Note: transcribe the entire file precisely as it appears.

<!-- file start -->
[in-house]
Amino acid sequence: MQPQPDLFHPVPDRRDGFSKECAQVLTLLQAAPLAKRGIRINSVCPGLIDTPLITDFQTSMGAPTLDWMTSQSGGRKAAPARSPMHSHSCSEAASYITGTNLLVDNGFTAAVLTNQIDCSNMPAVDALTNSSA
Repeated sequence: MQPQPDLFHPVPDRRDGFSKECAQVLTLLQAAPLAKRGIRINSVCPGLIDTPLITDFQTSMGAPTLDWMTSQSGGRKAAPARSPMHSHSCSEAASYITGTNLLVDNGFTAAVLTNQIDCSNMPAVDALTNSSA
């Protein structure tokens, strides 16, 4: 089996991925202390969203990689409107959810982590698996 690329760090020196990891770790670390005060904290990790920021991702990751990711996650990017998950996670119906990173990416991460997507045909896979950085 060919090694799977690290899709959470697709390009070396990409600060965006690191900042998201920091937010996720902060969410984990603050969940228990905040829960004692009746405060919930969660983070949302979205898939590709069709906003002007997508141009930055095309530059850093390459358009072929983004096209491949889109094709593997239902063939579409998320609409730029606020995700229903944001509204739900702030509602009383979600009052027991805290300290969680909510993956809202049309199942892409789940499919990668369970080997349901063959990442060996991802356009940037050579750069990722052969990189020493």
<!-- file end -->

[in-house]
Amino acid sequence: MQPQPDLFHPVPDRRDGFSKECAQVLTLLQAAPLAKRGIRINSVCPGLIDTPLITDFQTSMGAPTLDWMTSQSGGRKAAPARSPMHSHSCSEAASYITGTNLLVDNGFTAAVLTNQIDCSNMPAVDALTNSSA
Repeated sequence: MQPQPDLFHPVPDRRDGFSKECAQVLTLLQAAPLAKRGIRINSVCPGLIDTPLITDFQTSMGAPTLDWMTSQSGGRKAAPARSPMHSHSCSEAASYITGTNLLVDNGFTAAVLTNQIDCSNMPAVDALTNSSA
């Protein structure tokens, strides 16, 4: 089996991925202390969203990689409107959810982590698996 690329760090020196990891770790670390005060904290990790920021991702990751990711996650990017998950996670119906990173990416991460997507045909896979950085 060919090694799977690290899709959470697709390009070396990409600060965006690191900042998201920091937010996720902060969410984990603050969940228990905040829960004692009746405060919930969660983070949302979205898939590709069709906003002007997508141009930055095309530059850093390459358009072929983004096209491949889109094709593997239902063939579409998320609409730029606020995700229903944001509204739900702030509602009383979600009052027991805290300290969680909510993956809202049309199942892409789940499919990668369970080997349901063959990442060996991802356009940037050579750069990722052969990189020493």